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There is already a question on PDB/CIF to MMTF, however what is a robust way to programmatically go between PDB and CIF files?

For example I can use a python script from this gist that relies on Biopython.

id="4ckh"
wget http://www.ebi.ac.uk/pdbe/static/entry/download/$id-assembly-1.cif.gz
gunzip $id-assembly-1.cif.gz
python cif2pdb.py $id-assembly-1.cif $id.pdb

This process yields a pdb structure as shown below.

A large protein structure

The issues are:

  • Requires python/Biopython to be installed.
  • The output isn't perfectly clean.
  • The gist is relatively undeveloped and hasn't got much evidence of testing.
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    $\begingroup$ I can't really address your issues certainly so I thought I would comment rather than answer, but I've had good results using Maxit (sw-tools.rcsb.org) which is produced by the RCSB. At least for submitting to the PDB Maxit is endorsed so I would hope it's robust. $\endgroup$
    – TW93
    Nov 29 '19 at 10:44
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Converting a PDB file to some version of an mmCIF file is always possible provided the PDB file doesn't have any "problems". However grouping identical molecules into the same entity is non-trivial so the Biopython and BioJulia mmCIF writers (which I wrote) do not try and do this, simply assigning new entites for each molecule. These files will also be missing other things like the metadata parts of the mmCIF dictionary not involving the atoms.

In Biopython:

from Bio.PDB import PDBParser, MMCIFIO
p = PDBParser()
struc = p.get_structure("", "file.pdb")
io = MMCIFIO()
io.set_structure(struc)
io.save("file.cif")

In BioJulia:

using BioStructures
struc = read("file.pdb", PDB)
writemmcif("file.cif", struc)

Going the other way is, however, not always possible. You can run out of atom serials or chain IDs to use in the output PDB file (this is one reason for the switch to mmCIF files in general). The gist you have linked is a way to get round this.

If this is not a problem for your structure you can invert the above snippets to get a decent PDB file - see the relevant docs. Note that in both cases it will use the auth_seq_id and auth_asym_id fields to get the residue number and chain ID rather than the relabelled label versions. The test suites of Biopython and BioJulia do test these conversions pretty thoroughly.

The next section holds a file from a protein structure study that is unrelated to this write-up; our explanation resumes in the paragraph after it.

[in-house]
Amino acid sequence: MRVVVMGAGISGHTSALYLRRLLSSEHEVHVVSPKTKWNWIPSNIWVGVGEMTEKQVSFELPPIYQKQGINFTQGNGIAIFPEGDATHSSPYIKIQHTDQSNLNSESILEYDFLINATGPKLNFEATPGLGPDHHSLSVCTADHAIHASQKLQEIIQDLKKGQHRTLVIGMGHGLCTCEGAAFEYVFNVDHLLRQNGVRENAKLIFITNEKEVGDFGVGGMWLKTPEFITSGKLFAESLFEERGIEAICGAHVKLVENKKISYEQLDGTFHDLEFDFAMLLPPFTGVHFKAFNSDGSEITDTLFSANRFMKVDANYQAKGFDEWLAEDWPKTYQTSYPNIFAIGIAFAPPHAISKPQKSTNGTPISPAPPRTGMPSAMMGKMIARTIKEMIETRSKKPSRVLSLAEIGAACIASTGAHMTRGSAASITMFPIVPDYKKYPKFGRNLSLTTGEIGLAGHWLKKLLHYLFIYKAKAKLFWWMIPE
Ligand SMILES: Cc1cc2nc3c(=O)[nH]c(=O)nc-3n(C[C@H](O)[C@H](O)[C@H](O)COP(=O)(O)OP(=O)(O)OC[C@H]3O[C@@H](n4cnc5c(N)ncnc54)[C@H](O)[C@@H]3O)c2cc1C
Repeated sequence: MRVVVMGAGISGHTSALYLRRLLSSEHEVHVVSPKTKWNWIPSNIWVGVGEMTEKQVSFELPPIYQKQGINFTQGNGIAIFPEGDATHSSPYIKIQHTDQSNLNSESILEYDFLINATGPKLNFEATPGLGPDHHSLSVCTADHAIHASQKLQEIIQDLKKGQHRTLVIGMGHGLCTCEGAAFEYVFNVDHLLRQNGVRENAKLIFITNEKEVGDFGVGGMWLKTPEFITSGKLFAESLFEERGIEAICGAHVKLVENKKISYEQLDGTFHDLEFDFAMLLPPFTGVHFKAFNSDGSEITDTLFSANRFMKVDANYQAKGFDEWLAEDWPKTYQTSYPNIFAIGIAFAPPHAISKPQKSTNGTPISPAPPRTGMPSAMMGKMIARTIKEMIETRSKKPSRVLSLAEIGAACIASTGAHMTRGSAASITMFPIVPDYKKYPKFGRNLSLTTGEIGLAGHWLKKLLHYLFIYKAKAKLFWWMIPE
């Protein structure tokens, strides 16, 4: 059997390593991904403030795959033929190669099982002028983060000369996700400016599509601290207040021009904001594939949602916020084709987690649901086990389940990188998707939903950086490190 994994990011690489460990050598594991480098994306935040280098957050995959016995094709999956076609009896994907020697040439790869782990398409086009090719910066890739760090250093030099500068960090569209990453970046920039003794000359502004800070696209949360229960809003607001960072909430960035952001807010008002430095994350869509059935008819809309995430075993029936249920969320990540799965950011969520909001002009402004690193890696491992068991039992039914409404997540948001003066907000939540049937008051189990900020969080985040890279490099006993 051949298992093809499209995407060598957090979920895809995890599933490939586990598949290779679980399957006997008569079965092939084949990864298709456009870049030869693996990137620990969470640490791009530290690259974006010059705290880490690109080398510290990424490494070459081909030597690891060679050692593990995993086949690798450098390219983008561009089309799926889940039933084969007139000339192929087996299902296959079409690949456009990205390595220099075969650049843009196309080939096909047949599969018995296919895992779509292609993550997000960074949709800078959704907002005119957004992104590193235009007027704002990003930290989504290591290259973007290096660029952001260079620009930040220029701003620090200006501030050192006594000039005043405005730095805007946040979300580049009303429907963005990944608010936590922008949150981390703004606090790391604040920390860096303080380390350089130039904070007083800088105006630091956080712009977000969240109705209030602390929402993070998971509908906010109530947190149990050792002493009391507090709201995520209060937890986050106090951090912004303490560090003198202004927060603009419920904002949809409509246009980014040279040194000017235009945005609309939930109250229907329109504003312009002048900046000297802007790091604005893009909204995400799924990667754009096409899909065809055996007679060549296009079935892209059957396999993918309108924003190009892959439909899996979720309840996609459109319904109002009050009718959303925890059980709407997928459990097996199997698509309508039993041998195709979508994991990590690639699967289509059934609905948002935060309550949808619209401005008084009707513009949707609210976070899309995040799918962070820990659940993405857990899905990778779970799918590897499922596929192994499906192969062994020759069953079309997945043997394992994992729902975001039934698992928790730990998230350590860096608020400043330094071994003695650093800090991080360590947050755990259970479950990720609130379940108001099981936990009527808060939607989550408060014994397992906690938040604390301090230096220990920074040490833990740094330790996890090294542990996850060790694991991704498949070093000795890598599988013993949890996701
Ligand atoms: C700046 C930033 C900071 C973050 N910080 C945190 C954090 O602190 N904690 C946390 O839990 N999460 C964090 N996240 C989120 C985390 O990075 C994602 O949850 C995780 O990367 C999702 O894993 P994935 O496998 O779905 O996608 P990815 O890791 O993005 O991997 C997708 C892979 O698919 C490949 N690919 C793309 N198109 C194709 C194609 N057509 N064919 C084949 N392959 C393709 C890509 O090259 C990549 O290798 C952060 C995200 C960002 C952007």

There is also pdb-tools if you do not want to install Biopython, though both involve a simple pip install so it's not much difference.

For some speed benchmarks of various software see here and here.

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  • $\begingroup$ hey @jgreener! Thanks for the clarification! I'm wondering how come MMCIFIO drops metadata and such? Isn't that pretty inconvenient? let's say i need to rename (change the ids of ) certain chains in a structure and nothing else... I'll be losing all the authors' annotation, seq data etc. just by doing io.set_structure(struct), right? Are there any alternatives that you know of? $\endgroup$
    – rtviii
    Jul 16 '21 at 12:42
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    $\begingroup$ Yes, you would lose that info. The readers and writers focus on parsing the atomic structural data into a unified representation that can be modified and written back out to any file type. Developer focus has gone there rather than on writing a unified representation for the metadata. My recommendation would either be to concatenate the newly generated file onto the old metadata (beware some may be wrong now) or to use the MMCIF2Dict constructor and modify list items (writing that out preserves metadata, again some metadata may now be wrong). $\endgroup$
    – jgreener
    Jul 17 '21 at 15:27
  • $\begingroup$ that's super useful. I have played with MMCIF2Dict before and that'd actually be ideal to preserve and edit the metadata. Any tips for how to write that representation (the dict resultant from MMCIF2Dict) to a .cif file if not through MMCIFIO? $\endgroup$
    – rtviii
    Jul 17 '21 at 23:09
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    $\begingroup$ You can write a MMCIF2Dict with MMCIFIO, just use io.set_dict(d) rather than set_structure. $\endgroup$
    – jgreener
    Jul 18 '21 at 14:17

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